In an effort to pressure Iran to end its uranium enrichment program, over the past few years, the United Nations Security Council has passed resolutions imposing sanctions on Iran.

In addition, several other nations, including the United States, have imposed their own measures. And Israel has warned it will not stand by and watch Iran develop nuclear weapons. It is warning the West to tread cautiously in talks with Tehran.

Over the years, negotiations between Western nations and Iran have made little progress.

But analysts say this may change, following the June election of President Hassan Rouhani as Iran’s president - a man considered to be a moderate and who ran on a platform of diplomatic engagement with the West.

Initial talks positive

At a meeting in Geneva earlier this month, Western officials and Iran held negotiations described by Catherine Ashton, the European Union foreign policy chief, as “the most detailed talks we have ever had.”

At that session, Iran offered a proposal.

Daryl Kimball, head of the Arms Control Association, a private research firm, said the details of the Iranian offer remain confidential.

“And I think that’s a good sign, because it shows that each is not trying to use leaks in order to make rhetorical points, to score points back home," he said. "They are really trying to achieve an outcome.”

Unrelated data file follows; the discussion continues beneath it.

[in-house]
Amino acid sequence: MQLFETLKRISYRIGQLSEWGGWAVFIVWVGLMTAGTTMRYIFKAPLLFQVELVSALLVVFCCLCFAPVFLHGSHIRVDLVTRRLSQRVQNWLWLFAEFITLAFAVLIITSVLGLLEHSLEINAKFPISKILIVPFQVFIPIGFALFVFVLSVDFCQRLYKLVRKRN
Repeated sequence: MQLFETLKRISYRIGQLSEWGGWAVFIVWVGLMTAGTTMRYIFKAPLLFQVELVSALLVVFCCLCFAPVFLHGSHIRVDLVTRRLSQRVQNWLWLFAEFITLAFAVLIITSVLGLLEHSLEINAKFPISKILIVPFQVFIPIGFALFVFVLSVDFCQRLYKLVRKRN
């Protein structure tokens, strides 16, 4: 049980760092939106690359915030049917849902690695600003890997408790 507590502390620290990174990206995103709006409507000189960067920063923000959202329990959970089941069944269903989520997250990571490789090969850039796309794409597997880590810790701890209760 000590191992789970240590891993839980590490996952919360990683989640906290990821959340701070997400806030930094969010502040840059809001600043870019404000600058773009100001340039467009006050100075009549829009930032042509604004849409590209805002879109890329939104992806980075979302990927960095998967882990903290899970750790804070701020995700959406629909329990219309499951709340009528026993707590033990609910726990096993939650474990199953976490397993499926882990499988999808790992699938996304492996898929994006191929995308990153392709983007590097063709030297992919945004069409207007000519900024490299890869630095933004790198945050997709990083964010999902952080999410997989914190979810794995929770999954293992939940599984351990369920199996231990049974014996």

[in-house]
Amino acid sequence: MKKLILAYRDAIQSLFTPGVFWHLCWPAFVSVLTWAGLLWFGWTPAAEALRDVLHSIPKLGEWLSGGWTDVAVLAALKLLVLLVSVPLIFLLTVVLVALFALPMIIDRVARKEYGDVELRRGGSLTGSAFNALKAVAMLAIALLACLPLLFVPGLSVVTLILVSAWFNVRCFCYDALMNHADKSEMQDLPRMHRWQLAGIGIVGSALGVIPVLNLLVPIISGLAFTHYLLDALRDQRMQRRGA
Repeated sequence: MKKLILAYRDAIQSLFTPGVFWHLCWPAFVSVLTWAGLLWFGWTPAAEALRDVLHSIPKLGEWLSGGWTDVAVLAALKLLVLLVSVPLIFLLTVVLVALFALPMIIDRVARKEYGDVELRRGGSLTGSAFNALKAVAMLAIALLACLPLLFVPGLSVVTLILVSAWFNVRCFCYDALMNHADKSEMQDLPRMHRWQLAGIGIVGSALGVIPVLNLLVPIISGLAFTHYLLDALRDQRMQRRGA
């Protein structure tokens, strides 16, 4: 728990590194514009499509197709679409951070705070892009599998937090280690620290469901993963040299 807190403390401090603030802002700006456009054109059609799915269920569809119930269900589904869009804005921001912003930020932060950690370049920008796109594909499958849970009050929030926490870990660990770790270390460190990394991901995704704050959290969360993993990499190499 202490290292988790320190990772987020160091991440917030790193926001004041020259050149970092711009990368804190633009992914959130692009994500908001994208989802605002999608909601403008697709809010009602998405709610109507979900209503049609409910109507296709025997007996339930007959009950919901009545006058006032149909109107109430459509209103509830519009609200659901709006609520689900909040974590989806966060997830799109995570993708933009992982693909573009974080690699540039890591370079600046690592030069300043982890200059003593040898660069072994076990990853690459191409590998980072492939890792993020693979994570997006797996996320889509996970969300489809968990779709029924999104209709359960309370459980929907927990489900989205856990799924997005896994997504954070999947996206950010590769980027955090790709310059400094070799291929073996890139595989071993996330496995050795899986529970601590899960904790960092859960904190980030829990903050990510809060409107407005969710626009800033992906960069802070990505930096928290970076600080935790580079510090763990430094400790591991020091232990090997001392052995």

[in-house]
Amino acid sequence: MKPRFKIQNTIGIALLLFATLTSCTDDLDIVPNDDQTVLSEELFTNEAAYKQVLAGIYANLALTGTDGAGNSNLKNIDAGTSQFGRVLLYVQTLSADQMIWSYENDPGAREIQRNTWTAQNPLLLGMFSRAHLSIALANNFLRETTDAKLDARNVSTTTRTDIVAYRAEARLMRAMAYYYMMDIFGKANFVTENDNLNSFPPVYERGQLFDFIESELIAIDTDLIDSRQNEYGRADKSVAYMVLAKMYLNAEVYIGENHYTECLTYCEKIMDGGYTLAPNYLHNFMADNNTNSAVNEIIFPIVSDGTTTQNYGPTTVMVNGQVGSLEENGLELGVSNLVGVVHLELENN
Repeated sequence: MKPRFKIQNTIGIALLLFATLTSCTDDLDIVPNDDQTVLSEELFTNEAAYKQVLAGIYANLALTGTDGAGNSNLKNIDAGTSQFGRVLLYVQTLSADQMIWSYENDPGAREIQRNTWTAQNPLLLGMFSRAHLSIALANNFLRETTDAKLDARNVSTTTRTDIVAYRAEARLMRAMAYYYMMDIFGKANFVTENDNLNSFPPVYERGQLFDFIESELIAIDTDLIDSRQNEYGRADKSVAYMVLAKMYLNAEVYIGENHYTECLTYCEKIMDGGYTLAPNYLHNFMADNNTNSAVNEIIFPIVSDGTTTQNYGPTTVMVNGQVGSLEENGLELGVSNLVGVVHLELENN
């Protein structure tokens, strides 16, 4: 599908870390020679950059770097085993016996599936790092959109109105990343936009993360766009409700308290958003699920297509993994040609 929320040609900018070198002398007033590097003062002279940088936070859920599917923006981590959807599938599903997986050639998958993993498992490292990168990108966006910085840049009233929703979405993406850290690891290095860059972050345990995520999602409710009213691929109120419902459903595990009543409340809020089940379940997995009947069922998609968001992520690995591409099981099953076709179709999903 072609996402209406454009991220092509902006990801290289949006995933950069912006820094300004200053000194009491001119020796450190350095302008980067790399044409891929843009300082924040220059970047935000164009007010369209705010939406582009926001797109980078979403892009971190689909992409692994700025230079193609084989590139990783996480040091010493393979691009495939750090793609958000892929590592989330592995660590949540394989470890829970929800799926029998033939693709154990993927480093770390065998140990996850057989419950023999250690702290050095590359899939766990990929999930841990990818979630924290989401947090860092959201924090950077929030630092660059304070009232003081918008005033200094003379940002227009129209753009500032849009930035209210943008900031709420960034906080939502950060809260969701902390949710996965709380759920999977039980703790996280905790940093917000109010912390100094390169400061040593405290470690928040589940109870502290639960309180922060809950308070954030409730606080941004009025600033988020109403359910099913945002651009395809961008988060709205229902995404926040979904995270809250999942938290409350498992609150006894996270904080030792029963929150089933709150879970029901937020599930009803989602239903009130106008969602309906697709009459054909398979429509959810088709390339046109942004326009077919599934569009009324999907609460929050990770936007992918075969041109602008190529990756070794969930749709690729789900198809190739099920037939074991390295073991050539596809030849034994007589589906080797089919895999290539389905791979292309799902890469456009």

Experts say the Iranian proposal probably contains concrete steps Iran is willing to take - such as curtailing its uranium enrichment program - in exchange for easing Western economic and financial sanctions.

But analysts, such as the Ploughshares's Rubin, say that before any significant progress is made, both sides have to overcome a high level of mistrust.

“There’s more than three decades of mistrust and of concern between the sides. The United States designates Iran as a state sponsor of terrorism," he said. "They have an atrocious human rights record inside Iran. There are regional tensions and conflicts between Iran and Israel and the Gulf States and about Syria and other issues. So there are multiple layers here.”


Andre de Nesnera

Andre de Nesnera is senior analyst at the Voice of America, where he has reported on international affairs for more than three decades. Now serving in Washington D.C., he was previously senior European correspondent based in London, established VOA’s Geneva bureau in 1984 and in 1989 was the first VOA correspondent permanently accredited in the Soviet Union.

You May Like